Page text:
from Dive into HTML5: Cache Manifest: Fallback section

/ /offline.html

i dont understand from the URL given what this block of code exactly does. does the fallback section mean when anything is not found, show the offline.html page

then network: * all resources will be cached? it says also

It uses common CSS, JavaScript, and images on each page. Each of these resources would need to be listed explicitly in the CACHE

this seems to conflict to network: * where it seems to say cache everything?

2 Answers 2


There are three types of headings in a cache manifest, CACHE, NETWORK and FALLBACK. Anything that is not under a heading is implicitly set under CACHE. An explanation of each section:

CACHE: Files under this heading will be cached.

NETWORK: Files under this heading require an internet connection and so will be NOT be cached.

FALLBACK: Files matched by patterns under this heading (Such as the pattern "/", which matches all files) and have not been cached, will have a fallback file shown instead.

With regards to the block of code from Dive into HTML 5, there is an explanation of the "NETWORK: *" part just under it:

It means that, while you’re browsing this hypothetical offline-enabled Wikipedia online, your browser will fetch images and videos and other embedded resources normally, even if they are on a different domain. (This is common in large websites, even if they aren’t part of an offline web application. HTML pages are generated and served locally, while images and videos are served from a CDN on another domain.) Without this wildcard flag, our hypothetical offline-enabled Wikipedia would behave strangely when you were online — specifically, it wouldn’t load any externally-hosted images or videos!

The following quote:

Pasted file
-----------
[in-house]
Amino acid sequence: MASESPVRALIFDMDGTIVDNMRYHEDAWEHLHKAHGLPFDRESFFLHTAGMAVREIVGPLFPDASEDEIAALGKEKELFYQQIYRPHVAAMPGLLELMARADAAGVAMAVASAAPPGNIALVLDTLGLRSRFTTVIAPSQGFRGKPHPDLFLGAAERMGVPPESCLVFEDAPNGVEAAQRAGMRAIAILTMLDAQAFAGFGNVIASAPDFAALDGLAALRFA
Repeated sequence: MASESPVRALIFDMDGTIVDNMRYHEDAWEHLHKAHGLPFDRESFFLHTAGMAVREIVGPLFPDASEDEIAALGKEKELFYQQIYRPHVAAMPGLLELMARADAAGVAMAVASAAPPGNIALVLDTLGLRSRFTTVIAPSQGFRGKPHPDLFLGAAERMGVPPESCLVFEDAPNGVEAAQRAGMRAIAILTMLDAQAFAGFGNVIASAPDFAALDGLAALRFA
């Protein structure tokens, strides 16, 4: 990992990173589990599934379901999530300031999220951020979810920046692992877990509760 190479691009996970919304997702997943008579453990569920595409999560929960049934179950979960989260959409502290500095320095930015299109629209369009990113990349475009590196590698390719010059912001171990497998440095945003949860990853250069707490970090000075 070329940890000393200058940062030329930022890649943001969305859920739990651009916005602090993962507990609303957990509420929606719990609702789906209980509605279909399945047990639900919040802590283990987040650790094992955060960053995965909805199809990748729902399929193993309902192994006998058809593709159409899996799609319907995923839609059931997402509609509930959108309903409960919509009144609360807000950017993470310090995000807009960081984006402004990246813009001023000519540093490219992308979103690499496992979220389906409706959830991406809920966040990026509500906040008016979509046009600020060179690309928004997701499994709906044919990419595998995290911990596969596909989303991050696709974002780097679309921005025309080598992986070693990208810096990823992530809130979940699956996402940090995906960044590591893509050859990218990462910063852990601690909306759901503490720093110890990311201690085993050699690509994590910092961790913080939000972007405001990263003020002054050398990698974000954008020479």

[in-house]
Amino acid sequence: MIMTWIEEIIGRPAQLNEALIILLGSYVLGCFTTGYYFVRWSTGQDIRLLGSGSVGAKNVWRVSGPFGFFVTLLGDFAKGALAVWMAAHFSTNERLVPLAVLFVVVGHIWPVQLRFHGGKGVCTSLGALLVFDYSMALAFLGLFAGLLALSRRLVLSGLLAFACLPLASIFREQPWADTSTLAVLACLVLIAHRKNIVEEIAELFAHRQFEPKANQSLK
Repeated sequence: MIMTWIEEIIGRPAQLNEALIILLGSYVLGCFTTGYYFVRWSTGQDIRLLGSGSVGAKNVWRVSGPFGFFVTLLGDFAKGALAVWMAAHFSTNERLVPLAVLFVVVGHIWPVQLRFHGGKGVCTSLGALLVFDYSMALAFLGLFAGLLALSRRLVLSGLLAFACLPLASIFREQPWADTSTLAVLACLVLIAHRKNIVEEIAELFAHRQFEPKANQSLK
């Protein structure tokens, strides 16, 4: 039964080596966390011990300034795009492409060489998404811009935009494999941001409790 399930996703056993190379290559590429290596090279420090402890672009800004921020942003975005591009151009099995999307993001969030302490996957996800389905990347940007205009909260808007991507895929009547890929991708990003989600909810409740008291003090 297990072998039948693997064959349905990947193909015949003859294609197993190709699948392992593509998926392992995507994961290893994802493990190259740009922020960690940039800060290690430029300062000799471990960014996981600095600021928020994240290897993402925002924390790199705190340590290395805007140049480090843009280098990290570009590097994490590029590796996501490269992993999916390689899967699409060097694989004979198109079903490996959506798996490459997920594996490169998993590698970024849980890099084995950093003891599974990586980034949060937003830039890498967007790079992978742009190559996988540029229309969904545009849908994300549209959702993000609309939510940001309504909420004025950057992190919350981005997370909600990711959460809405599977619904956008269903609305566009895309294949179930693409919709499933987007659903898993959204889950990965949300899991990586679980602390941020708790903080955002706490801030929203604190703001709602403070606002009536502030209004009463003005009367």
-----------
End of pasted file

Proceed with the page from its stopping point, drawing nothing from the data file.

It uses common CSS, JavaScript, and images on each page. Each of these resources would need to be listed explicitly in the CACHE

means that you must include all necessary CSS, Javascript and image files in the manifest under the CACHE heading. It does not conflict with 'NETWORK: *' because the NETWORK heading does NOT mean 'cache everything'. It actually means the opposite: that everything under the NETWORK heading requires an internet connection and should not be cached.


I have found out more useful stuff about FALLBACK:

After a bit of experimenting, I tried various things including whether files in FALLBACK: should appear in the CACHE or NETWORK sections at all. The answer seems to be no.

As an example... FALLBACK: sign-up-portrait.png offline-portrait-1.png sign-up-landscape.png offline-landscape-1.png

I specified this in one of my micro sites recently. The intention is to show the sign-up- png files when online and the offline- png files when offline. This works well. In particular the files on the left side of each line are implicitly as if they were in the NETWORK section, the site will always try to get them online. They must not be added to the NETWORK section as well, otherwise it seems to override what's in FALLBACK. Plus, happily, the files on the right are implicitly as if added in the CACHE: section so even if they are not used at first, they are cached on first load without having to explicitly add them to CACHE: although you can add them there too if you want. It makes no difference.

For this configuration, looking at the webserver logs, I see that each time the page is refreshed, apache logs a 304 against the manifest file and against the sign-up- png file that's required for that version of the page (there's a CSS media selector determining which, based on page size). So it's correctly always checking for the sign-up- png files as well as the usual manifest checking, which is exactly what I want.

For the sake of being thorough, I tried to see if the root file needs to be in the CACHE: section too. It turns out it doesn't! If your top level file is index.html and it has the manifest file specified in its html tag then the manifest file need not contain index.html anywhere, it's implicitly cached.

I am curious how far the app cache can extend. Can you include other html files that are linked to or in iframes? Or do those all need to have their own manifest files that are separate? Anyone care to comment?

A side comment about format, don't make the mistake I did, which is to put in... NETWORK file1.js

Missing the colon causes it to totally break, thinking that NETWORK is a resource in its own right.

It must be... NETWORK: file1.js

  • Thanks for experimenting and coming back to leave the feedback!! I was just about to get started doing the same thing because I didn't understand how the stuff in the Fallback would be cached and if it wasn't explicitly specified somewhere
    – Kirn
    Feb 18, 2013 at 4:44

Your Answer

By clicking “Post Your Answer”, you agree to our terms of service and acknowledge you have read our privacy policy.

Not the answer you're looking for? Browse other questions tagged or ask your own question.